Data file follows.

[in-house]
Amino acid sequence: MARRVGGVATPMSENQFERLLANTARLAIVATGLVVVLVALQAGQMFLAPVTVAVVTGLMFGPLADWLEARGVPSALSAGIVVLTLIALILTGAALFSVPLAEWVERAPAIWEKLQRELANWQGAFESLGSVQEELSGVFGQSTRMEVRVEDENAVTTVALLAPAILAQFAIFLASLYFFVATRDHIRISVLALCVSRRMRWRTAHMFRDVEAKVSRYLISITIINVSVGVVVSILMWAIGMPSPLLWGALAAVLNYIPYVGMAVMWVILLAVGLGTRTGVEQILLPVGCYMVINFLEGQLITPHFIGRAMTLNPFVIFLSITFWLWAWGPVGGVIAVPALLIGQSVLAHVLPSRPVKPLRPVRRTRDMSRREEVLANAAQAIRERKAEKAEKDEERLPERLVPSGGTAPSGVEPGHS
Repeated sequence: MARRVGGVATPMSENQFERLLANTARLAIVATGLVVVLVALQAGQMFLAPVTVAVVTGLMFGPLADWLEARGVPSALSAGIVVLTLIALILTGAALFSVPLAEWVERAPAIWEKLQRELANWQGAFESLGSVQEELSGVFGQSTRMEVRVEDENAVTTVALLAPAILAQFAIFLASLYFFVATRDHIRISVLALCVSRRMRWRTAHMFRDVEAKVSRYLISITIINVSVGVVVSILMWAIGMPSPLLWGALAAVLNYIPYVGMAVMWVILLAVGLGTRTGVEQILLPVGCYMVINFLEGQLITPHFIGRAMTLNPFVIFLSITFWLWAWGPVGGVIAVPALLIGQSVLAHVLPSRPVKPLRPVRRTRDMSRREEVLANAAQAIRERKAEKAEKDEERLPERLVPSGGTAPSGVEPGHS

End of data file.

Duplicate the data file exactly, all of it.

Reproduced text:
[in-house]
Amino acid sequence: MARRVGGVATPMSENQFERLLANTARLAIVATGLVVVLVALQAGQMFLAPVTVAVVTGLMFGPLADWLEARGVPSALSAGIVVLTLIALILTGAALFSVPLAEWVERAPAIWEKLQRELANWQGAFESLGSVQEELSGVFGQSTRMEVRVEDENAVTTVALLAPAILAQFAIFLASLYFFVATRDHIRISVLALCVSRRMRWRTAHMFRDVEAKVSRYLISITIINVSVGVVVSILMWAIGMPSPLLWGALAAVLNYIPYVGMAVMWVILLAVGLGTRTGVEQILLPVGCYMVINFLEGQLITPHFIGRAMTLNPFVIFLSITFWLWAWGPVGGVIAVPALLIGQSVLAHVLPSRPVKPLRPVRRTRDMSRREEVLANAAQAIRERKAEKAEKDEERLPERLVPSGGTAPSGVEPGHS
Repeated sequence: MARRVGGVATPMSENQFERLLANTARLAIVATGLVVVLVALQAGQMFLAPVTVAVVTGLMFGPLADWLEARGVPSALSAGIVVLTLIALILTGAALFSVPLAEWVERAPAIWEKLQRELANWQGAFESLGSVQEELSGVFGQSTRMEVRVEDENAVTTVALLAPAILAQFAIFLASLYFFVATRDHIRISVLALCVSRRMRWRTAHMFRDVEAKVSRYLISITIINVSVGVVVSILMWAIGMPSPLLWGALAAVLNYIPYVGMAVMWVILLAVGLGTRTGVEQILLPVGCYMVINFLEGQLITPHFIGRAMTLNPFVIFLSITFWLWAWGPVGGVIAVPALLIGQSVLAHVLPSRPVKPLRPVRRTRDMSRREEVLANAAQAIRERKAEKAEKDEERLPERLVPSGGTAPSGVEPGHS